Earlier this month, 50 people were charged in an elaborate college admissions scandal that saw wealthy parents using bribes to buy acceptance for their children into some of the nation's top universities, including Yale and Stanford.
The scandal shined light on just how far wealthy families are willing to go in order to create an advantage for their children.
Several high school students at Bresee are in the midst of applying for college or preparing to apply for college in the next year. These students are taking SAT prep courses, writing their personal statements, and participating in multiple extracurricular activities, all in an effort to have a slightly better chance at gaining admission into their dream school.
Our students read the New York Times coverage of the scandal and shared their reactions:
I first learned about this scandal when I was scrolling through Instagram. Many of my classmates from my previous school had posted that Aunt Becky from the classic show Full House was one of the many wealthy parents who bribed their children’s way into some of the most competitive colleges, like Yale, Stanford, USC, and more. I wasn’t surprised because I’ve seen shows about parents who were paying for their kids to get into schools. I also read recently that parents of brown students were arrested just for putting a relative’s address so that their child could be in a good school district.
I feel like this investigation has only been going on recently just because celebrities are involved. Many parents who are wealthy, own businesses, have connections with colleges and are famous, have been paying for their kids to go to colleges where the kids don’t even deserve to go. It is disappointing, but I am glad that they are investigating it. I am angry as well because I am going to college soon. I hope that these high institutions will be fair. - Francesca A.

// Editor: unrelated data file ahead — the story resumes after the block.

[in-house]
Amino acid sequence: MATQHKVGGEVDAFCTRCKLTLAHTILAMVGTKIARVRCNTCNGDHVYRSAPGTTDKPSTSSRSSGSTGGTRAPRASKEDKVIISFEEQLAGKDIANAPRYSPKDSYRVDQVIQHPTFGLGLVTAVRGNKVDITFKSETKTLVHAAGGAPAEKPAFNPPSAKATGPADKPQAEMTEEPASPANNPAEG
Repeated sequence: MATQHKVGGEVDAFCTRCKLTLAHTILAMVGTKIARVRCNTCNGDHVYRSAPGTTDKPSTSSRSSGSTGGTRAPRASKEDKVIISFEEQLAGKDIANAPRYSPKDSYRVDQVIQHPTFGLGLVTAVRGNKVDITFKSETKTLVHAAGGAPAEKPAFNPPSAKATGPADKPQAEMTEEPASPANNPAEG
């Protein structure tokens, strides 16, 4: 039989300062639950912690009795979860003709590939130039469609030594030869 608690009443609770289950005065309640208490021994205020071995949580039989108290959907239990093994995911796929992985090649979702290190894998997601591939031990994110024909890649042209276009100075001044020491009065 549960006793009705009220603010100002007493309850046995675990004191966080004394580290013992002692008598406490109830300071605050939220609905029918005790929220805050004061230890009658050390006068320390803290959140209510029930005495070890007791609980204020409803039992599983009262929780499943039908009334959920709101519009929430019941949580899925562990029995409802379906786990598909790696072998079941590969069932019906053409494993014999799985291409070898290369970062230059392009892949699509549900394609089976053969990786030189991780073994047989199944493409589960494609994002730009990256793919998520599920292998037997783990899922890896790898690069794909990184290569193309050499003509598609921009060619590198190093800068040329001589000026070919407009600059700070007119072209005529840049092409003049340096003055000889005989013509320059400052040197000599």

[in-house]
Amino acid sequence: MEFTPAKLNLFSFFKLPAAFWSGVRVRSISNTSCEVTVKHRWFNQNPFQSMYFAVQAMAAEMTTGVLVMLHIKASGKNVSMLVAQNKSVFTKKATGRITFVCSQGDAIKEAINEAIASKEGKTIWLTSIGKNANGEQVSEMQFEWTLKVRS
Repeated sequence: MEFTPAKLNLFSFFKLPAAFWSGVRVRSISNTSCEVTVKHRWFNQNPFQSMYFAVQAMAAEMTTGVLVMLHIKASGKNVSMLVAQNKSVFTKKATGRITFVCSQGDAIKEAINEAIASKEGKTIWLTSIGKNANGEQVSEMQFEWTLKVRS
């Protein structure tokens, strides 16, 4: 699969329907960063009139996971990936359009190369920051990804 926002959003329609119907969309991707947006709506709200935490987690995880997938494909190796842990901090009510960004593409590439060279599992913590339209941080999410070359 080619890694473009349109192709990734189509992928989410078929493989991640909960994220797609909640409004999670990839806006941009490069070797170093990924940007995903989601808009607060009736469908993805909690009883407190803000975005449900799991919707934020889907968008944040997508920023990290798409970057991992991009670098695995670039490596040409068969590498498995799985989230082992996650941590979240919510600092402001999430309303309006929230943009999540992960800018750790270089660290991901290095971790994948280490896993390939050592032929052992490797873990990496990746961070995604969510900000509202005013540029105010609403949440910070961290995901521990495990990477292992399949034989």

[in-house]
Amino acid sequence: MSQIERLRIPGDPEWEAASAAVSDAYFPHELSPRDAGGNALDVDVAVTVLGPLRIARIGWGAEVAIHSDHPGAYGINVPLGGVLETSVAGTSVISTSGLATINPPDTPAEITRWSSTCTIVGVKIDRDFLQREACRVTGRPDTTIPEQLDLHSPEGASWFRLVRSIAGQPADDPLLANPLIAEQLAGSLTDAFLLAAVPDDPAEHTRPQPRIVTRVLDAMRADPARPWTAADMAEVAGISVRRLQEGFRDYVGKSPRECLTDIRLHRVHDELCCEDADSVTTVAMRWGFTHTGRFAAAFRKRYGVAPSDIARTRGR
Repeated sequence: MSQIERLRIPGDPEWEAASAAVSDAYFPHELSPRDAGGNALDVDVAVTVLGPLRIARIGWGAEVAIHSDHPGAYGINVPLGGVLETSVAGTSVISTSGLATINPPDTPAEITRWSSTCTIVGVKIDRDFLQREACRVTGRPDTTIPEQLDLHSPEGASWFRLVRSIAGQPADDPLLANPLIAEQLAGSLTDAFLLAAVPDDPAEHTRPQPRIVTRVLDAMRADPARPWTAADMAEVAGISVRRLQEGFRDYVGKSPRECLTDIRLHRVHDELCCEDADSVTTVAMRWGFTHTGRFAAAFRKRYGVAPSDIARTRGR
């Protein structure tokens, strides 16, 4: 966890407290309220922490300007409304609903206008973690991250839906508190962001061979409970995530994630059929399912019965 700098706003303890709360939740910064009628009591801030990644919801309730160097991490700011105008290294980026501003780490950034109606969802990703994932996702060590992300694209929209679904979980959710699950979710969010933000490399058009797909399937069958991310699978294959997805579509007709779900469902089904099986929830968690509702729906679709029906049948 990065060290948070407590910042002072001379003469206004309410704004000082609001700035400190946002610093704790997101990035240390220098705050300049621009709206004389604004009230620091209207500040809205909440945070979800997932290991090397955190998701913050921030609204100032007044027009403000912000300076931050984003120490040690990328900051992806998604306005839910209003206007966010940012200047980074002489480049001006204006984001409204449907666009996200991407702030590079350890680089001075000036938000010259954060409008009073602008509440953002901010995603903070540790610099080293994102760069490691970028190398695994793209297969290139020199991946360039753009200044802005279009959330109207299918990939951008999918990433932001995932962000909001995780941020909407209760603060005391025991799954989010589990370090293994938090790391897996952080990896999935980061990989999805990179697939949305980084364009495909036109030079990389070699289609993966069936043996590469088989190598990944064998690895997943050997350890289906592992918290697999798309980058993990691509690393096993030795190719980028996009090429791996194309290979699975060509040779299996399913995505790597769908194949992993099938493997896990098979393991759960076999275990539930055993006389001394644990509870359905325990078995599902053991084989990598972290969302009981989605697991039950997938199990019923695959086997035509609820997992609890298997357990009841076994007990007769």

I think it is entirely unfair for anyone to buy their way into college. College is meant for people who have worked hard to get there, not people who simply pay for a spot. Those spots could have gone to students who truly deserve to be there. I got into UC Santa Barbara - my dream school - because I always sought to do my best in school and keep my grades up. I joined multiple clubs, got involved in my community, and studied every week to make sure I did well on my SAT and ACT. I think the parents and anyone involved in the scheme should be criminally charged. - Reza M.
I feel as if these parents should be ashamed of themselves because they committed an act that is unfair to individuals in other communities.
When it comes to college, parents shouldn’t pay their children’s way because they have to be the ones to work hard for it and not have it be handed to them. Then it goes back to the idea of unfairness because there are students who actually work hard throughout their high school career to get accepted into a decent college. Yet, their chances are always limited because other individuals are getting their education paid for by their parents. That's a spot that a high-achieving student could’ve taken. It shows that economic advantages have been playing a large and negative role in what’s supposed to be a fair and equal process. - Akwia J.